Recent years have seen the application of deep reinforcement learning techniques to cooperative multi-agent systems, with great empirical success. However, given the lack of theoretical insight, it remains unclear what the employed neural networks are learning, or how we should enhance their learning power to address the problems on which they fail. In this work, we empirically investigate the learning power of various network architectures on a series of one-shot games. Despite their simplicity, these games capture many of the crucial problems that arise in the multi-agent setting, such as an exponential number of joint actions or the lack of an explicit coordination mechanism. Our results extend those in Castellini et al. (Proceedings of the 18th International Conference on Autonomous Agents and MultiAgent Systems, AAMAS’19.International Foundation for Autonomous Agents and Multiagent Systems, pp 1862–1864, 2019) and quantify how well various approaches can represent the requisite value functions, and help us identify the reasons that can impede good performance, like sparsity of the values or too tight coordination requirements.
• arXiv, 04 April 2019 [pdf] [.bib]
One of the main problems encountered so far with recurrent neural networks is that they struggle to retain long-time information dependencies in their recurrent connections. Neural Turing Machines (NTMs) attempt to mitigate this issue by providing the neural network with an external portion of memory, in which information can be stored and manipulated later on. The whole mechanism is differentiable end-to-end, allowing the network to learn how to utilise this long-term memory via SGD. This allows NTMs to infer simple algorithms directly from data sequences. Nonetheless, the model can be hard to train due to a large number of parameters and interacting components and little related work is present. In this work we use a NTM to learn and generalise two arithmetical tasks: binary addition and multiplication. These tasks are two fundamental algorithmic examples in computer science, and are a lot more challenging than the previously explored ones, with which we aim to shed some light on the capabilities on this neural model.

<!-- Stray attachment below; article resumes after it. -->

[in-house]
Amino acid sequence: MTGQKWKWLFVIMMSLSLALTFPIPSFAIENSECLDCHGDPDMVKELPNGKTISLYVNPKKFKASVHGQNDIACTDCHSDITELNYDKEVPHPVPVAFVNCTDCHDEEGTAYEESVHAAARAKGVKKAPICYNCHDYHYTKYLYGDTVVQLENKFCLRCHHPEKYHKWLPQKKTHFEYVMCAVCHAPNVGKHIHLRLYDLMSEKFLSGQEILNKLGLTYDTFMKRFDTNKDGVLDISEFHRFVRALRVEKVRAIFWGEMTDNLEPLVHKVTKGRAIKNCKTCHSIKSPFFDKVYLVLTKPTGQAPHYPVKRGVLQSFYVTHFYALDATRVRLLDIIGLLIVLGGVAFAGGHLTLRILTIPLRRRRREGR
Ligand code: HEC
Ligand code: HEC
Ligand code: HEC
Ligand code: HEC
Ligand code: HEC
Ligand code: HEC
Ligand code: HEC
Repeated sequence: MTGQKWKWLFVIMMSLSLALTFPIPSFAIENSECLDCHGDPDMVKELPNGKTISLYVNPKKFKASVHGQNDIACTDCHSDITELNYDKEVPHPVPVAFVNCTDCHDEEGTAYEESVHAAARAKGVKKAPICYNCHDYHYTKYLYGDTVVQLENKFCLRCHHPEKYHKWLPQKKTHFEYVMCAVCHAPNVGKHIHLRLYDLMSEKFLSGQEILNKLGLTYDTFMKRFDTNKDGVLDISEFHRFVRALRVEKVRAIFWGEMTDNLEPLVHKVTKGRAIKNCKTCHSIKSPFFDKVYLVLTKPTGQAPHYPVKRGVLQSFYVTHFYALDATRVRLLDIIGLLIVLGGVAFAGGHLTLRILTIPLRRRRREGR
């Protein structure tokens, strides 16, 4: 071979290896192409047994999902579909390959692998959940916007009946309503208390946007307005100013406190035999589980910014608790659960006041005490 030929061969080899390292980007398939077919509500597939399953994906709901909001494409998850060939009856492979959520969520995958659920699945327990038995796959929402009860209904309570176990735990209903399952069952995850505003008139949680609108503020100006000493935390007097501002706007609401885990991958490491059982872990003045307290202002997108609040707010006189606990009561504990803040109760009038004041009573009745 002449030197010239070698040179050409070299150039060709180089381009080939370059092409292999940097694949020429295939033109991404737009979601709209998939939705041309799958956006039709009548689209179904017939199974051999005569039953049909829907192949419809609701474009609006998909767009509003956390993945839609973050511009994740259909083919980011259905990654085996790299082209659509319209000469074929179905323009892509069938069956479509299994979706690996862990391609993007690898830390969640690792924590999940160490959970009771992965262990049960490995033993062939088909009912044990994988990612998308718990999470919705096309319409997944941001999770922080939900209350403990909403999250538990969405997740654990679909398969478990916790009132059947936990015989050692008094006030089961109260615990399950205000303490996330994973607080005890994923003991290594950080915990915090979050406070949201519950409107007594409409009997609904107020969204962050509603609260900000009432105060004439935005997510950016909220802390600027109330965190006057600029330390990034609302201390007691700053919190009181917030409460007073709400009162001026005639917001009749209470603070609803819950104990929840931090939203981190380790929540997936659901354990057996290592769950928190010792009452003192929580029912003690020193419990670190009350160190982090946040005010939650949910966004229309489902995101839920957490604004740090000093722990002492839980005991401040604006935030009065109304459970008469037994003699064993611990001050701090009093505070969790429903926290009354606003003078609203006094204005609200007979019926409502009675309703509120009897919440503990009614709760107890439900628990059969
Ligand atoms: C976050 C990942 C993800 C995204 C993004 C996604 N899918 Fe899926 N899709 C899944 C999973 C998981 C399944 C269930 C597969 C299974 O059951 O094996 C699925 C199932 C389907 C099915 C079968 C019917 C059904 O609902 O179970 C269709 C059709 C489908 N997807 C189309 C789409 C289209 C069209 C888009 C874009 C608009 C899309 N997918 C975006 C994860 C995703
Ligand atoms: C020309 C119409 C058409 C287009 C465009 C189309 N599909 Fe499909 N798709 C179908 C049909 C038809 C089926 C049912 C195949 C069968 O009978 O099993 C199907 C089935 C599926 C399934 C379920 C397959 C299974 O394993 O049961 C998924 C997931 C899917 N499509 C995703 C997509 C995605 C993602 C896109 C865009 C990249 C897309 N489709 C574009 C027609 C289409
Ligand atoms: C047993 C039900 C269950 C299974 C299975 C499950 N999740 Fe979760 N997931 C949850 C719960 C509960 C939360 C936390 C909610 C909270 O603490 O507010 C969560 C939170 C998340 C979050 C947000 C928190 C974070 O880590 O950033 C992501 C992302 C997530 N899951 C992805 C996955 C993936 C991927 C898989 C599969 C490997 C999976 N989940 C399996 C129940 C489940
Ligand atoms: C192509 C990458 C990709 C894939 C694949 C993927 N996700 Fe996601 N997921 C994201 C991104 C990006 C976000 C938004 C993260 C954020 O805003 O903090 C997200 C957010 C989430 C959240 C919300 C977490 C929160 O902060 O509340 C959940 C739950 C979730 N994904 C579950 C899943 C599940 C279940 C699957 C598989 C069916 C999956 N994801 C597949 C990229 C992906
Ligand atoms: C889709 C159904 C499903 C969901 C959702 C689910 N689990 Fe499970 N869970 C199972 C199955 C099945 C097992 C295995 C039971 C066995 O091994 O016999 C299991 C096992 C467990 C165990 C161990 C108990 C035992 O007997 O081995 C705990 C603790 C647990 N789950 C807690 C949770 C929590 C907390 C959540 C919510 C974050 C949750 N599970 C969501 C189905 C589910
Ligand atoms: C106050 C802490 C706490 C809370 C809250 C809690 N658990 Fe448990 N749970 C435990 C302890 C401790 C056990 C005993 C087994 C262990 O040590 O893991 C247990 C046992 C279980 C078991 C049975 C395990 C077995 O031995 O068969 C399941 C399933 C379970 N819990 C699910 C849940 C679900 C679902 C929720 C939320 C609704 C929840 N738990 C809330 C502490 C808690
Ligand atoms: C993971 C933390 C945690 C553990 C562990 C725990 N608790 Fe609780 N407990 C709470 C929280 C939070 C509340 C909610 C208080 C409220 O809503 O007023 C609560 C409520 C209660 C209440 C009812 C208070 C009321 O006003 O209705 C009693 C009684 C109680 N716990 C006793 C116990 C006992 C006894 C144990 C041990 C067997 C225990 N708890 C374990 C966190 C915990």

• Proceedings of the International Conference on Web Intelligence WI’17, 195-202, ACM, 2017 [pdf] [.bib]
Gaining followers on the Twitter platform has become a rapid way to increase one’s credibility on this social network, that in the last few years has become a launch pad for new trends and to influence people opinions. So, many people have begun to buy fake followers on underground markets appositely created to sold them. Therefore, identifying fake followers profiles is useful to maintain the balance between real influential people on the network and people who simply exploited this mechanism. This work presents a model based on artificial neural networks able to detect fake Twitter profiles. In particular, a denoising autoencoder has been implemented as anomaly detector trained with a semi-supervised learning approach. The model has been tested on a benchmark already used in literature and results are presented.
• Numerical Algorithms 74(2), 561-571, Springer US, 26 January 2017 [buy] [pdf] [.bib]
In this work, we are presenting an efficient way to compute the geometric mean of two positive definite matrices times a vector. For this purpose, we are inspecting the application of methods based on Krylov spaces to compute the square root of a matrix. These methods, using only matrix-vector products, are capable of producing a good approximation of the result with a small computational cost.
J [dot] Castellini [at] liverpool [dot] ac [dot] uk
I am currently a member of the smARTLab
Room G12, Department of Computer Science, University of Liverpool
Ashton Building, Ashton Street, Liverpool, United Kingdom, L69 3BX
I haven't got an English phone number yet, I'm sorry...